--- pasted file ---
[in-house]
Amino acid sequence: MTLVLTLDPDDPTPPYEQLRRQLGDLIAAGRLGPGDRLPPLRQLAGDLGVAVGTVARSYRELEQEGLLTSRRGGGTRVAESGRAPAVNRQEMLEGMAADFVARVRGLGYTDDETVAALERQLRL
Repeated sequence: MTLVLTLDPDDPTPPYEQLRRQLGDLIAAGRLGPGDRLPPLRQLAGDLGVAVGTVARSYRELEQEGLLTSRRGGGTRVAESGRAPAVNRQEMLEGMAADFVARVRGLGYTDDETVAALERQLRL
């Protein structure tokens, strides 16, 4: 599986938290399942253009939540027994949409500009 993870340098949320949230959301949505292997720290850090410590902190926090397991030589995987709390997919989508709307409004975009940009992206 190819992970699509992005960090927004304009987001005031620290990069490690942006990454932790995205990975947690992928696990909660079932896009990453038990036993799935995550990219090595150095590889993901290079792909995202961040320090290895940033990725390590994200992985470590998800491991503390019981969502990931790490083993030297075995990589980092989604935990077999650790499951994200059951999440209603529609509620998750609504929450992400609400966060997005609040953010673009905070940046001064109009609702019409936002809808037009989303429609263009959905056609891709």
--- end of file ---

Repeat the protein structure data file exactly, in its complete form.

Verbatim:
[in-house]
Amino acid sequence: MTLVLTLDPDDPTPPYEQLRRQLGDLIAAGRLGPGDRLPPLRQLAGDLGVAVGTVARSYRELEQEGLLTSRRGGGTRVAESGRAPAVNRQEMLEGMAADFVARVRGLGYTDDETVAALERQLRL
Repeated sequence: MTLVLTLDPDDPTPPYEQLRRQLGDLIAAGRLGPGDRLPPLRQLAGDLGVAVGTVARSYRELEQEGLLTSRRGGGTRVAESGRAPAVNRQEMLEGMAADFVARVRGLGYTDDETVAALERQLRL
């Protein structure tokens, strides 16, 4: 599986938290399942253009939540027994949409500009 993870340098949320949230959301949505292997720290850090410590902190926090397991030589995987709390997919989508709307409004975009940009992206 190819992970699509992005960090927004304009987001005031620290990069490690942006990454932790995205990975947690992928696990909660079932896009990453038990036993799935995550990219090595150095590889993901290079792909995202961040320090290895940033990725390590994200992985470590998800491991503390019981969502990931790490083993030297075995990589980092989604935990077999650790499951994200059951999440209603529609509620998750609504929450992400609400966060997005609040953010673009905070940046001064109009609702019409936002809808037009989303429609263009959905056609891709």